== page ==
FusedOS is an operating system (OS) research project at the IBM T.J. Watson Research Center. This repository contains the prototype of FusedOS for the IBM Blue Gene/Q system.
We have released this prototype under an open-source license to enable collaboration with parties outside IBM. Most parts of FusedOS are available to you under the Eclipse Public License (EPL) while some parts are also available to you under the GNU General Public License (GPL) version 2. Please feel free to explore the source code and the documentation provided here.
The documentation in this repository is structured as follows:
- What is FusedOS?
- Architecture and Components
- Getting Started
- Fulfiling the Requirements
- Cloning the Source Repositories
- Preparing a Build Environment
- Building FusedOS
- Booting FusedOS on IBM Blue Gene/Q
- Running Applications on FusedOS
- Developer Information
- Authors, Contributors and Acknowledgements
What is FusedOS
In this section, we first discuss the idea behind FusedOS and then describe what you can do with our prototype today.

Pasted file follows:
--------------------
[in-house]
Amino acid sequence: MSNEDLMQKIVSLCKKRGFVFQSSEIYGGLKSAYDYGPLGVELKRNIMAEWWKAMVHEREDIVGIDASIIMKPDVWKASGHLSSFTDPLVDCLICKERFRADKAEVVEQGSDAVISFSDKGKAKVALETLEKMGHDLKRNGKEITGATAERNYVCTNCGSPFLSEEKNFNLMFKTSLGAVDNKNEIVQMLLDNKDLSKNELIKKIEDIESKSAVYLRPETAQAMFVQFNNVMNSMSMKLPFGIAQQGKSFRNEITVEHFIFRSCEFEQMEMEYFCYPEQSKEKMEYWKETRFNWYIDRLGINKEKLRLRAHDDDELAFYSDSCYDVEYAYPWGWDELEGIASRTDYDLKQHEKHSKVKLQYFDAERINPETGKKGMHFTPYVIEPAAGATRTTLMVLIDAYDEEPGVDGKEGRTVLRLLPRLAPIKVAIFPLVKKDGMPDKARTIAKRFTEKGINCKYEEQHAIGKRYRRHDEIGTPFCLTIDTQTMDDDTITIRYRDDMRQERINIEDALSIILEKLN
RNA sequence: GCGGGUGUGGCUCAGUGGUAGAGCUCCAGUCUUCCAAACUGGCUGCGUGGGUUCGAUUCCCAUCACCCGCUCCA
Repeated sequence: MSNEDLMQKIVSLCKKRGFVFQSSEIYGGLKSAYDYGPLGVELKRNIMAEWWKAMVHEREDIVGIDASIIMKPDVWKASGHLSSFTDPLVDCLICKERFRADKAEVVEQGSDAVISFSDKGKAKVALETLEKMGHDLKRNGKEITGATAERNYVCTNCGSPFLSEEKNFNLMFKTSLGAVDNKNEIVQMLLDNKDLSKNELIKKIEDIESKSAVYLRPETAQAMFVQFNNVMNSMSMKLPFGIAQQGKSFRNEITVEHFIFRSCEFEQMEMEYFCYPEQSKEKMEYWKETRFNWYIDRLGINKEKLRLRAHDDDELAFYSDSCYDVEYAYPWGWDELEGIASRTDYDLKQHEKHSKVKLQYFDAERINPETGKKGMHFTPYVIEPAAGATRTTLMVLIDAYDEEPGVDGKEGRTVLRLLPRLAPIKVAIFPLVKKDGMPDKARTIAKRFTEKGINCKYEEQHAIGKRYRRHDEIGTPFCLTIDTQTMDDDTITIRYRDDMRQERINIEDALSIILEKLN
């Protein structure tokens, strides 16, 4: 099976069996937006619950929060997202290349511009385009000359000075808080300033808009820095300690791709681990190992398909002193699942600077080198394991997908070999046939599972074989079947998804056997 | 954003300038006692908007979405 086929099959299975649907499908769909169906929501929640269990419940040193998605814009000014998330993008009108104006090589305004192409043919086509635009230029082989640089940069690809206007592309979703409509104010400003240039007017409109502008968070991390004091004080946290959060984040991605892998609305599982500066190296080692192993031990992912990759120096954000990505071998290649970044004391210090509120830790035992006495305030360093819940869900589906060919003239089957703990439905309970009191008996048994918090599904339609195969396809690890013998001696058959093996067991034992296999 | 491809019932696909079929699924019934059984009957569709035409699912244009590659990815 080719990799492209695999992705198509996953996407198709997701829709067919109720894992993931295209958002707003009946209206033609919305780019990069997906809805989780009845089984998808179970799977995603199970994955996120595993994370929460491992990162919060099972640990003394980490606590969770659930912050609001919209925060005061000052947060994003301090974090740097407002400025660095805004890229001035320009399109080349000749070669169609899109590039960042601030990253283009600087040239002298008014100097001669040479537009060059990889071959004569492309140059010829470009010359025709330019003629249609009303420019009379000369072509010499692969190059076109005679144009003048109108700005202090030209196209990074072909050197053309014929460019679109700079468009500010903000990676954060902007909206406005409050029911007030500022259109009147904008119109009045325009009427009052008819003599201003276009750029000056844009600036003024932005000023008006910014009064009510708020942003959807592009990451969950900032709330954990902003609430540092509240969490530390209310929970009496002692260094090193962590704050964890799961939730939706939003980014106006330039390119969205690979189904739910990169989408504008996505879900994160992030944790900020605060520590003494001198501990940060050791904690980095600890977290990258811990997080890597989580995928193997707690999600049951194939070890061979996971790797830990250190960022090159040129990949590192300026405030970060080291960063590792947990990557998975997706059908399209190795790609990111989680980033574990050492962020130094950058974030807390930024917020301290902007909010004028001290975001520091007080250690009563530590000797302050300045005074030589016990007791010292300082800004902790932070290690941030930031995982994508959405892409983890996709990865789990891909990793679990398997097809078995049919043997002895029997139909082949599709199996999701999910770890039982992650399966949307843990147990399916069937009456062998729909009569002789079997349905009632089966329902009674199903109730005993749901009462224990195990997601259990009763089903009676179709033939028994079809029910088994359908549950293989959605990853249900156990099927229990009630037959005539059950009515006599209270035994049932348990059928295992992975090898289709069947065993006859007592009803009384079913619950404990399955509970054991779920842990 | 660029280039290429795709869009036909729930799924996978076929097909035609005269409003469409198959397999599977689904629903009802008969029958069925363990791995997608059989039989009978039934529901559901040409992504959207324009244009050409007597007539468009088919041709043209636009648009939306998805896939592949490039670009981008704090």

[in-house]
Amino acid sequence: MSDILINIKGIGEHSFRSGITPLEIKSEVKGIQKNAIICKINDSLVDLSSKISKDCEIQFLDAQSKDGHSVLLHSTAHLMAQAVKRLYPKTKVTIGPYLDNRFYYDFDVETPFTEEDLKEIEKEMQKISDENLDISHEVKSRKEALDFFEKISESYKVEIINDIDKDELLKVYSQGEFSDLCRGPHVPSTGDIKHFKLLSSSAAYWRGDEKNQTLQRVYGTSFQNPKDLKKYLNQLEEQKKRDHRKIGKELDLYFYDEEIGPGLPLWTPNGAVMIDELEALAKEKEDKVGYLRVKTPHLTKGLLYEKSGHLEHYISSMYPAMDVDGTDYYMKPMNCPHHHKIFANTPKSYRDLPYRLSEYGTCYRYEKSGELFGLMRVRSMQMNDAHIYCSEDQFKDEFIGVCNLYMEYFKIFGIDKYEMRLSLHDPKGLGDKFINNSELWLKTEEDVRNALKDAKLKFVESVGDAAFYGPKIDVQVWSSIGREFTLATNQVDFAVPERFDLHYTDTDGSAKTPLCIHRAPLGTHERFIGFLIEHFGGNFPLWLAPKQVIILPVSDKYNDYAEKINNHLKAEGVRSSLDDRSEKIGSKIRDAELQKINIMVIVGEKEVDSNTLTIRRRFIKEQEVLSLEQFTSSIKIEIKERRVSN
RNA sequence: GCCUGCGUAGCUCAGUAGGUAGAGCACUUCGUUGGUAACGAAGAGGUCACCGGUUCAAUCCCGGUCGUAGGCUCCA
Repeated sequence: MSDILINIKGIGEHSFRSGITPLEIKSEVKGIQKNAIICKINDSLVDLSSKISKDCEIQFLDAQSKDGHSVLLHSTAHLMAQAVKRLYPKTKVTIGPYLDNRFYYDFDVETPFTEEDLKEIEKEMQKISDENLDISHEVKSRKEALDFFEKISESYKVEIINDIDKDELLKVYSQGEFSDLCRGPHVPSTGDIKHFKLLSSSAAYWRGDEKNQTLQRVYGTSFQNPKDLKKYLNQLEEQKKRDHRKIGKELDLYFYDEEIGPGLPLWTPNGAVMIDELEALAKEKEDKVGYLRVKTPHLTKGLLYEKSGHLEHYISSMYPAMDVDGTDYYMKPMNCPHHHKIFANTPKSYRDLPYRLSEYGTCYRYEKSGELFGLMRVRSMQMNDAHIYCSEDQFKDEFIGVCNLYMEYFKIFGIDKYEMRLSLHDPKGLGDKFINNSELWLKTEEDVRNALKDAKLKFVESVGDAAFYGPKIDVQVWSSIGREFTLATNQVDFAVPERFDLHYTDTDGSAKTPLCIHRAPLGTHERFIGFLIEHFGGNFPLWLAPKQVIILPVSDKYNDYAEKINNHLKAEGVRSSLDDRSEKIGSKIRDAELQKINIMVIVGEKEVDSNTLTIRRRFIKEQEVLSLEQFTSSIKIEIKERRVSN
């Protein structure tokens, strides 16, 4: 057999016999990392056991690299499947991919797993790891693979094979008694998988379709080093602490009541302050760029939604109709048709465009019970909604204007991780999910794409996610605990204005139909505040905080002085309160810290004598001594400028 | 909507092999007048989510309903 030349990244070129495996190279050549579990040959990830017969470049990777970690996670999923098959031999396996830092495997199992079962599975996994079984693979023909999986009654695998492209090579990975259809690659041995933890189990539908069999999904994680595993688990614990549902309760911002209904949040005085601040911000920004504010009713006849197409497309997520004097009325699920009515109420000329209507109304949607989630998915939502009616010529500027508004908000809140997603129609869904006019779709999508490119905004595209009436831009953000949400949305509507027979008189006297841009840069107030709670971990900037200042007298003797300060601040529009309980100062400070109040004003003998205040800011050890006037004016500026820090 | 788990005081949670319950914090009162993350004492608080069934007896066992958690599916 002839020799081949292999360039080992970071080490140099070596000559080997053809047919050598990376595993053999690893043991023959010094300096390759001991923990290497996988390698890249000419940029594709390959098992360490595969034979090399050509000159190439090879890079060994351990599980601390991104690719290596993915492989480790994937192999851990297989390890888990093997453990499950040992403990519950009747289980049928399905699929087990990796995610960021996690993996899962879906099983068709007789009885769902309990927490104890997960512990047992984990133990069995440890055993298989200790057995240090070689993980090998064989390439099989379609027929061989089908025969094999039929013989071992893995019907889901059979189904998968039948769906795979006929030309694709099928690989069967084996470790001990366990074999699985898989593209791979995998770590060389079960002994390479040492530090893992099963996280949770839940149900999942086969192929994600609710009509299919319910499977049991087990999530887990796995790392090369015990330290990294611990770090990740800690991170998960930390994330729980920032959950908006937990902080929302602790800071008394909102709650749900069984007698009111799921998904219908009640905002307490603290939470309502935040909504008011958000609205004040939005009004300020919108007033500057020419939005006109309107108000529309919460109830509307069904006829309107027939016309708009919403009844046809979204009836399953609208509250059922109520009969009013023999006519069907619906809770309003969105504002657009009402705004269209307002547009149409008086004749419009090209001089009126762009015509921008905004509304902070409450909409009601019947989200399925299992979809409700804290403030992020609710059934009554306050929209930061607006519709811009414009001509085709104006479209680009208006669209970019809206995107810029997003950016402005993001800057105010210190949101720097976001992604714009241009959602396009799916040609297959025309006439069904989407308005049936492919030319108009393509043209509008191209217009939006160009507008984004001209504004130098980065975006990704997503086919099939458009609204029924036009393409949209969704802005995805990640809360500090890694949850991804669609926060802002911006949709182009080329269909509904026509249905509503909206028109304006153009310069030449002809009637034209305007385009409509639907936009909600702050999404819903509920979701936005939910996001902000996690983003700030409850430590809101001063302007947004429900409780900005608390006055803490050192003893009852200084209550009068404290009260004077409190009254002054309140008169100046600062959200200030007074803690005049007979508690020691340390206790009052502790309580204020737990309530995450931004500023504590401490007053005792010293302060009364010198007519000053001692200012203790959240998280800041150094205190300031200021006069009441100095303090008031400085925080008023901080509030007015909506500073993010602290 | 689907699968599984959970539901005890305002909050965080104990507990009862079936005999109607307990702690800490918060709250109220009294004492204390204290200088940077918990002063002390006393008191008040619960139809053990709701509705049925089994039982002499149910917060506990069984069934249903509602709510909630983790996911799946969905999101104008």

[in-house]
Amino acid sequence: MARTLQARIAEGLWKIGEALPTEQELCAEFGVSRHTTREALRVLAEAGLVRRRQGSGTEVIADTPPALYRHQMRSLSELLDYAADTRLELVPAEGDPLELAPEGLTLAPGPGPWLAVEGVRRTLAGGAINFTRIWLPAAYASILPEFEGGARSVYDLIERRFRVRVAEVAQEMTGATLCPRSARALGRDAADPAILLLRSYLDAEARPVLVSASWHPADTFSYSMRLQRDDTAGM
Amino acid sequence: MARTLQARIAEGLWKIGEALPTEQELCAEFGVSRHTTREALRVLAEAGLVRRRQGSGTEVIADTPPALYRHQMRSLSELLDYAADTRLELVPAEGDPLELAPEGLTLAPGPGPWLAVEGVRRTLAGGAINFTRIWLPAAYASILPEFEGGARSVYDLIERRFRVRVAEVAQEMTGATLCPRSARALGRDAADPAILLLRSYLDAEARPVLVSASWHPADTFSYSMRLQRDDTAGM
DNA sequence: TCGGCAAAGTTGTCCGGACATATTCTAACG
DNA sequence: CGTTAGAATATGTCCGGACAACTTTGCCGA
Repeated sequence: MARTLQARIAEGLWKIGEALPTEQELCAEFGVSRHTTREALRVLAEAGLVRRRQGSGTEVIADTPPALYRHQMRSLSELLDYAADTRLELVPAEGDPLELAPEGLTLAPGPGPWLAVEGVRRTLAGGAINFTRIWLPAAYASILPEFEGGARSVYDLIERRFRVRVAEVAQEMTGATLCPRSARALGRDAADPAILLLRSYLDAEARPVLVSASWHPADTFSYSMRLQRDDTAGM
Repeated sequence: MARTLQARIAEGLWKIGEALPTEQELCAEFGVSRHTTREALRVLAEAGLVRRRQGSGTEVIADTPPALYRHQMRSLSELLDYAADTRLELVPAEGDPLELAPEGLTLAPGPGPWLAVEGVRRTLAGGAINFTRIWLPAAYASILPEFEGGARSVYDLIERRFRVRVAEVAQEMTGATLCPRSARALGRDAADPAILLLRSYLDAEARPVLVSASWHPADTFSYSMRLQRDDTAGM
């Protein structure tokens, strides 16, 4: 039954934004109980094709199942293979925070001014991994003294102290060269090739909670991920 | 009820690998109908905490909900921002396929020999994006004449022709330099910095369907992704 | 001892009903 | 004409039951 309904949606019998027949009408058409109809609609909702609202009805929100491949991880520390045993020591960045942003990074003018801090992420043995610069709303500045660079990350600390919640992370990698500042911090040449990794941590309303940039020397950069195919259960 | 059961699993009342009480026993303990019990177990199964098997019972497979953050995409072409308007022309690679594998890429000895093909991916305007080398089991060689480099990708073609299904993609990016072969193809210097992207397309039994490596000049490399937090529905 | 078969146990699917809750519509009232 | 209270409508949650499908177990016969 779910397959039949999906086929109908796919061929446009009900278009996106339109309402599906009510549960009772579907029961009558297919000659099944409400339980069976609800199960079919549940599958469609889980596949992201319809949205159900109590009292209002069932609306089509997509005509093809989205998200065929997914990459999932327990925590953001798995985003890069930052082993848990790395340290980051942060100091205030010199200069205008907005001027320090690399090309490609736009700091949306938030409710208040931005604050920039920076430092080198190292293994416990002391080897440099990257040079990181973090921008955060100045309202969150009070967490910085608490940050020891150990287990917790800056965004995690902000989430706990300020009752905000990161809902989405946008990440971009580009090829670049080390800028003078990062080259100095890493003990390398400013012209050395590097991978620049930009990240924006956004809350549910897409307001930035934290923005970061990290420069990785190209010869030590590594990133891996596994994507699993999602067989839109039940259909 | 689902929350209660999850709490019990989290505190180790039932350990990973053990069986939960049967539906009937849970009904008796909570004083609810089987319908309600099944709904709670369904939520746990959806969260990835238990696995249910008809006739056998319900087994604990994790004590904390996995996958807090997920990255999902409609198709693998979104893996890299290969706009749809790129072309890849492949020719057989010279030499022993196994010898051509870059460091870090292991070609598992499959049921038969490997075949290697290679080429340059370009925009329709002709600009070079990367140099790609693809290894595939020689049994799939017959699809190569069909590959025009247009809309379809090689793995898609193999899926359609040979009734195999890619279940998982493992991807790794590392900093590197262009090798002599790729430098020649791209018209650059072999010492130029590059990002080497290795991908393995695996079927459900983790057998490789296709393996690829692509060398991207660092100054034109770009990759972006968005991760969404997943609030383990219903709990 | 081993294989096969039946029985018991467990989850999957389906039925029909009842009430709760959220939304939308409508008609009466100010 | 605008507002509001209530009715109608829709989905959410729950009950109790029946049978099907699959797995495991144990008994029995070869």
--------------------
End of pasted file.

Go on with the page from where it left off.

General-purpose operating systems provide a rich set of functionality to support a broad set of applications, whereas specialized systems such as the IBM Blue Gene/Q are tailored to a specific category of applications. Therefore, specialized systems provide only the features that are absolutely required, in a way to provide the targeted applications the best possible quality of service.
FusedOS is our approach to bridge the gap between these two extremes. We combine a general-purpose OS with a specialized OS and run them side by side using resource partitioning. In contrast to operating systems running next to each other in a virtualized environment, the OS instances in FusedOS are much closer and process interaction can cross the boundary between them.